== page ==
In these boxes, we’re coordinating with the availability of inventory with all the distributors within and beyond produce, so with poultry, pork and dairy products — because those inventories were produced for foodservice and the school lunch program, which is huge in Puerto Rico — those channels have been shut down because of the coronavirus pandemic. It’s the coordination of all the sectors from farmers to distributors to food manufacturers to dairy plants to put it together and make an efficient distribution. And that’s what the USDA sponsored.
Q: Are you working with different companies awarded contracts with this program? Is the focus on local Puerto Rican farmers and distributors? Are these companies you already work with, or is it beyond that, with other U.S. companies, etc.?
A: Great questions. So the requirements and purpose of the program is to provide help to the farmers, which basically includes our farmers where we normally buy products. Though it includes local Puerto Rican produce farmers, local Puerto Rican dairy farmers and dairy plants, it also includes all United States producers of eggs, pork and of chicken and also buying U.S.-produced fruits and vegetables, from local and national growers as well as working with distributors in the U.S. – the program, designed to help US producers, requires that all the food be grown or raised in the United States.
We’d go to foodservice, but there is no foodservice because of the coronavirus, so we will now re-purpose it. It also includes buying inventories from some of our customers, who might have more than they needed and want to invest in helping people who don’t have the money to go into their stores.
Q: Could you explain more about what products you’re expecting to get from your supermarket customers?
A: In addition to supermarkets buying produce, they also have their own private label brands, dairy products, etc., made in the U.S. The thing about this program… the urgency is extremely high. We’ve started doing our first deliveries as of Friday (May 15th). I got the award the Friday before. People are having trouble securing food for the past three or four weeks. It’s been extremely hard. That’s why we’re moving so fast because people are going hungry.
In Puerto Rico, I’ll give you the statistics of how many kids depend on the school lunch program to get their main meal of the day. In Puerto Rico, under normal circumstances, it’s 58 percent of children.
Q: That’s a huge percentage.
A: In the U.S., two thirds of public-school students have their primary meal at the school lunch, but that’s public schools. If you include students at private schools, that number is lower. But in Puerto Rico, because of the poverty level, out of 100 percent of school-age children, 58 percent of students depend on that meal.
Q: I can only imagine how with schools closed. This additional financial burden becomes even more magnified, where food-insecure family members are losing their jobs…
A: Schools have been closed here since March 16. What happens is those kids belong to families, many in poverty. The challenge is the kids go to a household where they may be on food stamps, but the allocation is not enough to absorb the breakfast and lunch their kids were having five days a week in school. Now you have more mouths to feed on the same fixed budget.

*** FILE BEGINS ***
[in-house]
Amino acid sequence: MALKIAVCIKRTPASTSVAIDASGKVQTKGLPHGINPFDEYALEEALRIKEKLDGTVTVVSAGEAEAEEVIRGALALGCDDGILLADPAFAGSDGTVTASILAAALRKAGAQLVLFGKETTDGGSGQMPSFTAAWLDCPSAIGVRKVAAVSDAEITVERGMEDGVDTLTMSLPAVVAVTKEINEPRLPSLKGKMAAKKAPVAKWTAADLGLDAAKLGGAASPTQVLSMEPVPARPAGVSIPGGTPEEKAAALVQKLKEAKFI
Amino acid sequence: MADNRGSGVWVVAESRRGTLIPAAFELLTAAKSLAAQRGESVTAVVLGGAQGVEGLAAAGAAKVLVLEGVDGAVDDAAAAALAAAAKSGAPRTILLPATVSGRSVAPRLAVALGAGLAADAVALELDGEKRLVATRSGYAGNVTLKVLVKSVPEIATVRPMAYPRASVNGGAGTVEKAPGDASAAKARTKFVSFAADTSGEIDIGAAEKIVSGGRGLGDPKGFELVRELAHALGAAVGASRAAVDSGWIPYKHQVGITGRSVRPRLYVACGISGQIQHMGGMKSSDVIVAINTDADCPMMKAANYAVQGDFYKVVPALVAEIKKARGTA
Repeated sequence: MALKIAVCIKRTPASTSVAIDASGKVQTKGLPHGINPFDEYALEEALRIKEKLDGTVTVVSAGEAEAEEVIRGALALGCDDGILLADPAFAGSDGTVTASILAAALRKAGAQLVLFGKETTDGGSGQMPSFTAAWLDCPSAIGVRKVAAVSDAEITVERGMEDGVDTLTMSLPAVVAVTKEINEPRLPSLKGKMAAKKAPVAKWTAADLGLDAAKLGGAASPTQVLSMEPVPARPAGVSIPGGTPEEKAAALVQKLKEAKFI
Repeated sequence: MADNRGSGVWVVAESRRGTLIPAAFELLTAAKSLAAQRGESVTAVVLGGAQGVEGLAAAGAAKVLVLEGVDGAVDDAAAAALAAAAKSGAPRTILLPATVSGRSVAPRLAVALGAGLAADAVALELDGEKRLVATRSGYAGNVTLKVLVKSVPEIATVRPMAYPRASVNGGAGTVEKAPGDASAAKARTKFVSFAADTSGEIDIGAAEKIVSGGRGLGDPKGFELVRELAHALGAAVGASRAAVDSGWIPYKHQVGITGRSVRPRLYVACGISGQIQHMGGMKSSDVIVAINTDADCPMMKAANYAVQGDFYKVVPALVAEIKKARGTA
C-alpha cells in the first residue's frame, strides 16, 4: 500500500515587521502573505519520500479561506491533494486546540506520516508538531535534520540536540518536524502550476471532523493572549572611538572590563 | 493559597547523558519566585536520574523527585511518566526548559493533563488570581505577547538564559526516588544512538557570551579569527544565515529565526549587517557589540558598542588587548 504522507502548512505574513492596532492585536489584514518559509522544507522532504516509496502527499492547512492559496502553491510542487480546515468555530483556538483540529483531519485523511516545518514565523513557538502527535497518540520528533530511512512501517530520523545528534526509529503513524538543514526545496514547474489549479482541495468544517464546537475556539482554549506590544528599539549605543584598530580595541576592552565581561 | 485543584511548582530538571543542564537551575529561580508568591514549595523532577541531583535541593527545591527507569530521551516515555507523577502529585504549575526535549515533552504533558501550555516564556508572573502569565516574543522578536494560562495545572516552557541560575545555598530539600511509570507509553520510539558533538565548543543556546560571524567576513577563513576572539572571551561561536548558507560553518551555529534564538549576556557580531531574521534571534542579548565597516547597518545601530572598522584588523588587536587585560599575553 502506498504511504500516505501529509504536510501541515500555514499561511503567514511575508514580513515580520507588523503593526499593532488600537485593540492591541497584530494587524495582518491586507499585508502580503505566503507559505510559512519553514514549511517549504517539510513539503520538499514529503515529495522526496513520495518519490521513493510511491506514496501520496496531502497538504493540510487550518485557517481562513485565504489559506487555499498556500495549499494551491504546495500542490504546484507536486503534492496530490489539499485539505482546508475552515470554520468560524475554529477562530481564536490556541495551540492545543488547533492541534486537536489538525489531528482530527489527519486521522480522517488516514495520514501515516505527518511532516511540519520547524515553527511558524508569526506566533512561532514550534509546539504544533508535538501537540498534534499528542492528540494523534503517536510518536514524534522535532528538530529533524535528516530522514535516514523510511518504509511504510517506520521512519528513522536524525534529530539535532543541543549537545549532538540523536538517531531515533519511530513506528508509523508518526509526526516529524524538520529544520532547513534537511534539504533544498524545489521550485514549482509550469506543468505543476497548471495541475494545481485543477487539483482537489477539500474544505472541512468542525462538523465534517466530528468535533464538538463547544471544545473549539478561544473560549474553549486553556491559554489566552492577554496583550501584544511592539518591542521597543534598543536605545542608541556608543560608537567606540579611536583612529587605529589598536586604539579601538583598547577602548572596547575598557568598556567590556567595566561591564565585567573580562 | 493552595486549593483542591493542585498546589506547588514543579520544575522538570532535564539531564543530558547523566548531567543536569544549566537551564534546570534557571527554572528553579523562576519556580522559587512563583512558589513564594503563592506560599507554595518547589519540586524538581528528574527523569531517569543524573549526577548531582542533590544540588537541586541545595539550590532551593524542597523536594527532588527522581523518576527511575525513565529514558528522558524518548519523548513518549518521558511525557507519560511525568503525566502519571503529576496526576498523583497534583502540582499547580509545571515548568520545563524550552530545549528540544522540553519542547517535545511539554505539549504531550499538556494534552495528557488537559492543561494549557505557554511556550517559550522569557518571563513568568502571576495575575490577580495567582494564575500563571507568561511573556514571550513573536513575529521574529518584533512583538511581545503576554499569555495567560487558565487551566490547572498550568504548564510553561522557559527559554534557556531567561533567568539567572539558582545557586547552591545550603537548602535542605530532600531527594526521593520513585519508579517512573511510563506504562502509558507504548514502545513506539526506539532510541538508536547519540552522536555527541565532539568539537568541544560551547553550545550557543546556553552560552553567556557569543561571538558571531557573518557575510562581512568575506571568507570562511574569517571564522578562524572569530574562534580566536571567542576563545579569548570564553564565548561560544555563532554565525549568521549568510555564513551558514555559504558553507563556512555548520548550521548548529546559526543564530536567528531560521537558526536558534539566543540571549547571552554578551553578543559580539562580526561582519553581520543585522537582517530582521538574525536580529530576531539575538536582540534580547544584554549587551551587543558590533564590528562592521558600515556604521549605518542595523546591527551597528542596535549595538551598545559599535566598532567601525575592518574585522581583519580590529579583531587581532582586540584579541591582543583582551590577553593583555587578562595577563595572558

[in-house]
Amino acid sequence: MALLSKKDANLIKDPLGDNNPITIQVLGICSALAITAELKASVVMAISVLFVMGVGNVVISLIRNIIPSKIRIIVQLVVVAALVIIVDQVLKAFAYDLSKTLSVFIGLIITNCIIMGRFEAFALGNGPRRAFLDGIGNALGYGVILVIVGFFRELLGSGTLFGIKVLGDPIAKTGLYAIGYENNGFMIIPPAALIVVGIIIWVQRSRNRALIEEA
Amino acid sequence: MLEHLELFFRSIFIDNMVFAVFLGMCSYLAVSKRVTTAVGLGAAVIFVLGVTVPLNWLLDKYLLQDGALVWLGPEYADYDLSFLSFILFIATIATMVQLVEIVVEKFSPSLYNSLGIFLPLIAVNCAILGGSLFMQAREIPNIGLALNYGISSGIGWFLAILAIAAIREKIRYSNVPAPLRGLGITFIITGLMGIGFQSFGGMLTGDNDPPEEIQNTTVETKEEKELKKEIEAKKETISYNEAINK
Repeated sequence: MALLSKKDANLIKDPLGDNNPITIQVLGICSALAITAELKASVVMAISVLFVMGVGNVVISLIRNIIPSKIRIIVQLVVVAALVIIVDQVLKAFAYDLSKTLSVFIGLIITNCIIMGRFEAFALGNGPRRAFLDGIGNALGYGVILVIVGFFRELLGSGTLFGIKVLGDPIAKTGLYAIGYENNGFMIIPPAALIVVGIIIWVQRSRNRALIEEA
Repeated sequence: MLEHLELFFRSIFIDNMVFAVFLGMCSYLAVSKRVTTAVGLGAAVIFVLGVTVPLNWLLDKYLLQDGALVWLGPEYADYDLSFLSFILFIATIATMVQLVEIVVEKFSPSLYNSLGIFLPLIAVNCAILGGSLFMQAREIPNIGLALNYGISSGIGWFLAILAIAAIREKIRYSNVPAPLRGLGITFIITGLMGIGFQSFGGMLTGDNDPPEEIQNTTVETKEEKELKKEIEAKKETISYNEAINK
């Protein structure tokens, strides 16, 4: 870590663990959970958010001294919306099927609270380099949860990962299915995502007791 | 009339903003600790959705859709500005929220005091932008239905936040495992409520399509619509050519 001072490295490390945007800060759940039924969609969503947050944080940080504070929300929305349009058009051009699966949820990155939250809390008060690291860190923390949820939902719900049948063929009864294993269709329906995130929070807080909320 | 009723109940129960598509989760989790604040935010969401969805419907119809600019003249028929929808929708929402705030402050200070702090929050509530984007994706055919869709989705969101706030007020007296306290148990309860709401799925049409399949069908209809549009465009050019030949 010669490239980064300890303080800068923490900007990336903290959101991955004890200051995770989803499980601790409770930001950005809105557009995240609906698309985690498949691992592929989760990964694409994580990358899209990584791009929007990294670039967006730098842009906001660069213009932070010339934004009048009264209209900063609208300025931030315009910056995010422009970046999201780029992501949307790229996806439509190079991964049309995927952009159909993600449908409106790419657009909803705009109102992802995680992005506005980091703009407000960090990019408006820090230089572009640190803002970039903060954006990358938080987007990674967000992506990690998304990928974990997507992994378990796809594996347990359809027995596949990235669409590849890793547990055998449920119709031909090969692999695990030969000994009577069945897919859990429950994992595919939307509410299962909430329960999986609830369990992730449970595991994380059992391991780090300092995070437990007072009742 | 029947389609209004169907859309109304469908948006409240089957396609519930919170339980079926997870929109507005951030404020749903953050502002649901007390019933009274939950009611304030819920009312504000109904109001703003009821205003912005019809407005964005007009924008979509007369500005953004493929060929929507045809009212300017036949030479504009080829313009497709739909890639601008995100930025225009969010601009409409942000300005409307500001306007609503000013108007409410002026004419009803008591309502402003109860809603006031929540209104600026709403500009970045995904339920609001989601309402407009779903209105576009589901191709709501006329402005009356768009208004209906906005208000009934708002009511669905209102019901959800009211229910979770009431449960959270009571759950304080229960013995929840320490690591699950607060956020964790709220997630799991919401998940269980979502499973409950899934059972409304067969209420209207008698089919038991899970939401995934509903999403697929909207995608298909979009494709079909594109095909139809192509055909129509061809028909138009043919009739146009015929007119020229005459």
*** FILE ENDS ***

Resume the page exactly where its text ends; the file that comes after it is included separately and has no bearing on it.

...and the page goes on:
Then you have the families, because such a large percentage of our children go to public schools here, that have lost their wages, who had private sector wages, having to absorb that loss of income. Then the unemployment benefit doesn’t kick in fast enough. And that’s the crisis that we have here.
Q: I wanted to ask you about the health aspects of the COVID-19 virus. I live in New York City, which has been the epicenter of the crisis in terms of number of confirmed cases and deaths. Is it correct that Puerto Rico has been able to abate such dire statistics in this regard?
A: This crisis has the two elements of health and economic. The health aspect… the Puerto Rican government made what turned out to be a very good choice early on. Puerto Rico was the first U.S. territory to go on lock down. Our governor announced this decision on March 15, with immediate effectiveness that next morning on March 16.
The challenge of this was there was no previous warning. But it was very effective in saving thousands of lives, absolutely. We have an older population. The average population in Puerto Rico is 55 years old, and our health care system couldn’t handle the crisis. We have a weak healthcare system. The determination was that our health care system could not handle large numbers of people needing to use respirators.
Q: But of course, there’s the double-edged sword, with the impoverished impacted most…
A: As you know, in a population of 3.2 million people, we’ve registered 114 deaths from the coronavirus. That’s it. But on the economic side, Puerto Rico is the poorest jurisdiction in the U.S., poorer than the poorest state, which is Mississippi. As a community, we have far fewer savings and far fewer cushions to withstand the economic effects of stopping the economy. That’s what’s driving the hunger. The loss of wages, the loss of school meals, and the limited benefits that people have received to withstand this effect… that is why the need is here for what we are doing, and why the USDA Farmers to Families contract award is proportionally so big.